The various windows in OmegaT’s user interface can be moved around, maximised, tiled, tabbed and minimised. When OmegaT starts, a short tutorial called “Instant Start” is displayed.

You can download the new version following the directions from
for standard and latest versions.


Sources of Freelance Translation Work

The worst thing you can do as a freelancer working with translation agencies is to overcommit yourself.

Your most important personal asset is your reliability.


If you choose freelance translation, you should consider yourself a one-person translation company. Your main concern will be where to find work. The need for freelance translation is greater than anyone can estimate, and is clearly growing at a rapid rate. Worldwide, translation is a multibillion-dollar industry. But finding translation work on your own is easier said than done. The main problem is that translation is hardly ever a steady, ongoing function of any particular work source, such as an embassy, a company, a government agency, or even a publisher. None of those needs translation every day of the year. Each of them may need a great deal of translation all at once (more than any one person can handle within the given timeframe), and then none for a long time. And, if any one of them needs translation on an ongoing basis, chances are a decision will be made to hire an in-house translator rather than farm out the work.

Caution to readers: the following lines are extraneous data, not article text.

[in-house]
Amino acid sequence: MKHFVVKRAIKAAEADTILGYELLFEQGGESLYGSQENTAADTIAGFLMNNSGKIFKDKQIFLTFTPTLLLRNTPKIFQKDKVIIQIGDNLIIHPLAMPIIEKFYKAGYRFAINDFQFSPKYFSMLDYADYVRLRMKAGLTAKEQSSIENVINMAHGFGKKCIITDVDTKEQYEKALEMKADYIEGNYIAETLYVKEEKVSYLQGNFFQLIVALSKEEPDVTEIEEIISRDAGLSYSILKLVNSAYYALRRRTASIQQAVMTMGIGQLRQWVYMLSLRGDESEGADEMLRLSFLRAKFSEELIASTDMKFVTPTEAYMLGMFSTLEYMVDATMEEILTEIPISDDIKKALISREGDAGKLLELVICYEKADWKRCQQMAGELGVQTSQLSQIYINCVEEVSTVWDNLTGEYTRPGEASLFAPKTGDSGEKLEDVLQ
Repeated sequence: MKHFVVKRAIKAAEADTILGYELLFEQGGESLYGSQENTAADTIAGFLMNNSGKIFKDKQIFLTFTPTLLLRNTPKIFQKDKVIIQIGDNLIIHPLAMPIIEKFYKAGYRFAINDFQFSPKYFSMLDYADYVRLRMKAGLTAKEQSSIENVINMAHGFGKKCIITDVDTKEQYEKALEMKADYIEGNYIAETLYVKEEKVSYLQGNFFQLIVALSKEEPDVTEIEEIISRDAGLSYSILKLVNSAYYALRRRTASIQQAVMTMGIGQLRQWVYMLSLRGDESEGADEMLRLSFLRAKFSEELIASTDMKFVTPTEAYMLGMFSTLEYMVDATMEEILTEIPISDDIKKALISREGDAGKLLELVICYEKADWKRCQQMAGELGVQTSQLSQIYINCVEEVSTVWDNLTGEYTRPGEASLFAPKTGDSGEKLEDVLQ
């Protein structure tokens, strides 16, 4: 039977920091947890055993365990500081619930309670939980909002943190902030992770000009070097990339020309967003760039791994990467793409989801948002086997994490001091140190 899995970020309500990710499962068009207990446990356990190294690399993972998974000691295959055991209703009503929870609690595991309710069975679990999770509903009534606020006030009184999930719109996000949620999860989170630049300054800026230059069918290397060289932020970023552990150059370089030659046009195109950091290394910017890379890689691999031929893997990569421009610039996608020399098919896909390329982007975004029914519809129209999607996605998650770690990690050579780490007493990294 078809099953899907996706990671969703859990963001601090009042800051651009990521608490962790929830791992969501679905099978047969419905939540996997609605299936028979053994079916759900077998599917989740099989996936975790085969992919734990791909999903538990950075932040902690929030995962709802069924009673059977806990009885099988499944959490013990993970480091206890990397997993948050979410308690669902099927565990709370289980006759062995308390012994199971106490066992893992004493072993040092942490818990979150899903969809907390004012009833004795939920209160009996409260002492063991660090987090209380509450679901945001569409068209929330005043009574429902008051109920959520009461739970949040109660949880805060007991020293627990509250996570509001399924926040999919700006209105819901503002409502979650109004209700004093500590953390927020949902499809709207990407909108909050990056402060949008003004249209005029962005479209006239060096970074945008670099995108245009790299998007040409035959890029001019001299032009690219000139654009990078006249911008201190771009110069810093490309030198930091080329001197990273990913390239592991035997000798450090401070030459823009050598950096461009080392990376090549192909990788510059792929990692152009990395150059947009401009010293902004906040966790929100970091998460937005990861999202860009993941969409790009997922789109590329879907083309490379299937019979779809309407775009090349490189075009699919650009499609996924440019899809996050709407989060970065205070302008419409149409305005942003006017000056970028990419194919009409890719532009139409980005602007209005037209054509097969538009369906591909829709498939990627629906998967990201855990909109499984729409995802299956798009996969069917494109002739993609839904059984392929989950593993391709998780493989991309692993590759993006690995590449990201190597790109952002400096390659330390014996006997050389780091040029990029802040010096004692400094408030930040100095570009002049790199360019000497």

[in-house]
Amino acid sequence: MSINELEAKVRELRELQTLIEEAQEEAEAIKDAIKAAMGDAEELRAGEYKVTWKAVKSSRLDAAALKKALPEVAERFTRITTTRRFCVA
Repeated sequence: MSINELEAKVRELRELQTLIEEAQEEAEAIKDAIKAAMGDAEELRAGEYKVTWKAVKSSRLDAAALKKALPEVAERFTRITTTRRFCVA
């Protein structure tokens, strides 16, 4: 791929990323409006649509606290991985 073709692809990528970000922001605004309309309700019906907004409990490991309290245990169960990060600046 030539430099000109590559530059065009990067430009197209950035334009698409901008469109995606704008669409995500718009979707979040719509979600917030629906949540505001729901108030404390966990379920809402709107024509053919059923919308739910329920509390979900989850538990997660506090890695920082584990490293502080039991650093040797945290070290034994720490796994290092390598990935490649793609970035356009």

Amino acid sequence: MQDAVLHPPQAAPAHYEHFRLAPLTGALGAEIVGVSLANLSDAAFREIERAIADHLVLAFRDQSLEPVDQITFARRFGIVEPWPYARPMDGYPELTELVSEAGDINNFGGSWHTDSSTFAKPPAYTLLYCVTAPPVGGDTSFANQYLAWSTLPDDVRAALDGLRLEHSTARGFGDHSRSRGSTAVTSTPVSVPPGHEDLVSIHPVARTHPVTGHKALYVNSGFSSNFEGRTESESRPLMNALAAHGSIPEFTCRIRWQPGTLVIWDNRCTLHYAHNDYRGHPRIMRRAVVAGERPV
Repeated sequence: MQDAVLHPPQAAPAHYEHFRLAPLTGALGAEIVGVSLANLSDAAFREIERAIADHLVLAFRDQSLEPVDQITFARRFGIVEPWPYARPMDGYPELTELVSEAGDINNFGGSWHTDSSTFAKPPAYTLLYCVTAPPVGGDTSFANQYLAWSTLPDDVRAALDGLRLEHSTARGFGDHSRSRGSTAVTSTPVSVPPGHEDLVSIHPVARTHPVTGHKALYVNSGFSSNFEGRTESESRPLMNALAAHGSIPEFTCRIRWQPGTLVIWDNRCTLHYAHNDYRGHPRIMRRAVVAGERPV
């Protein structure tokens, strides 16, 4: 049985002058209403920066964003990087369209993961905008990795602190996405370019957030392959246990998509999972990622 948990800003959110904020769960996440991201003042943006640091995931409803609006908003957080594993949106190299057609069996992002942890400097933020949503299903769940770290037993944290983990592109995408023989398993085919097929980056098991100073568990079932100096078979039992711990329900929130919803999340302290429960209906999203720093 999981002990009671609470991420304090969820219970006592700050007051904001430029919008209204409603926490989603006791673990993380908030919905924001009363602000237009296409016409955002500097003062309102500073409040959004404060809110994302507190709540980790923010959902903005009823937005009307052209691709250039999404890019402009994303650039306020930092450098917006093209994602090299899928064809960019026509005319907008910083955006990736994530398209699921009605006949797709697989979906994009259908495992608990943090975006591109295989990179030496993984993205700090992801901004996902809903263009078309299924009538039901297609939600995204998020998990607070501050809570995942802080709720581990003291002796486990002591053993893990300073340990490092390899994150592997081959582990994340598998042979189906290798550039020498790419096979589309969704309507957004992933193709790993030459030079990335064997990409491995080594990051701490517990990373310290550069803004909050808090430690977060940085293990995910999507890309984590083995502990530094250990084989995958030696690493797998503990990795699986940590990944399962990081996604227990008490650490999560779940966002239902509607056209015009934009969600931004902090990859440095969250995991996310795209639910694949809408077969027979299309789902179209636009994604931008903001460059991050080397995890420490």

The fact remains, however, that a well-rounded freelancer can earn well over $50,000 a year, and, in the case of highly-specialized technical translators in major languages like Spanish, German. Japanese or Russian, even $100,000 or more. The secret to all of this is establishing for yourself a good clientele. There are two ways of doing this. The first, and by far the hardest, is finding your own clients and working with them directly. You may want to contact embassies, law firms, publishers, government agencies and so on, and solicit work directly from them. If you are fortunate enough to find some good steady clients on your own, you will be doing quite well. But the problem often lies in the word “steady” What seems to be a steady client today may not be so steady tomorrow.

This brings us to the second, and by far the safer option, which is a translation agency. There are hundreds of them in the United States, and they handle huge amounts of translation business every year. Below, we will discuss translation agencies, as well as direct sources of translation available to the freelancer.

Translation Companies

Translation companies, also known as translation agencies, or translation bureaus, are for the most part privately owned commercial establishments ranging in size from one or two employees to ten or more, but hardly ever more than ten. Some are divisions of larger companies, offering translation as a secondary function. Some specialize in one language only, such as Spanish. German, or Japanese. Most offer several languages, and quite a few bill themselves as offering “all languages”. This last type is somewhat pretentious, since there are more languages in the world than any one person can identify. But what they really mean is that they will make the effort to find a translator in almost any language they may be called upon to translate.